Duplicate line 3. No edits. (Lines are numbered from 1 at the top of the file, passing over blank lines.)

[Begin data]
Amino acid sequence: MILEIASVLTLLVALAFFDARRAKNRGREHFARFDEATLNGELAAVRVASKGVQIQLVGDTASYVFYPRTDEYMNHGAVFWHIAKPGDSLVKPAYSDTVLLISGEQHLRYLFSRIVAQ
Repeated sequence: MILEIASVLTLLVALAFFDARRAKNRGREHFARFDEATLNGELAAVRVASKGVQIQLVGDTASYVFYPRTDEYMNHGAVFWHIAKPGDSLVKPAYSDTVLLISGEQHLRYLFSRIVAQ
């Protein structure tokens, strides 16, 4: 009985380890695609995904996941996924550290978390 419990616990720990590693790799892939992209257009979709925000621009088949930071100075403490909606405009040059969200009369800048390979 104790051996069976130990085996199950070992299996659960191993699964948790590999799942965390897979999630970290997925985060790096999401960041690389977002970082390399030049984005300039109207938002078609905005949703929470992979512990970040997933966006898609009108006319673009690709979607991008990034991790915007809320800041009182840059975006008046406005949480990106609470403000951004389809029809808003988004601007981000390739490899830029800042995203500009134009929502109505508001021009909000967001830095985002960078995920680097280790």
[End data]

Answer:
């Protein structure tokens, strides 16, 4: 009985380890695609995904996941996924550290978390 419990616990720990590693790799892939992209257009979709925000621009088949930071100075403490909606405009040059969200009369800048390979 104790051996069976130990085996199950070992299996659960191993699964948790590999799942965390897979999630970290997925985060790096999401960041690389977002970082390399030049984005300039109207938002078609905005949703929470992979512990970040997933966006898609009108006319673009690709979607991008990034991790915007809320800041009182840059975006008046406005949480990106609470403000951004389809029809808003988004601007981000390739490899830029800042995203500009134009929502109505508001021009909000967001830095985002960078995920680097280790």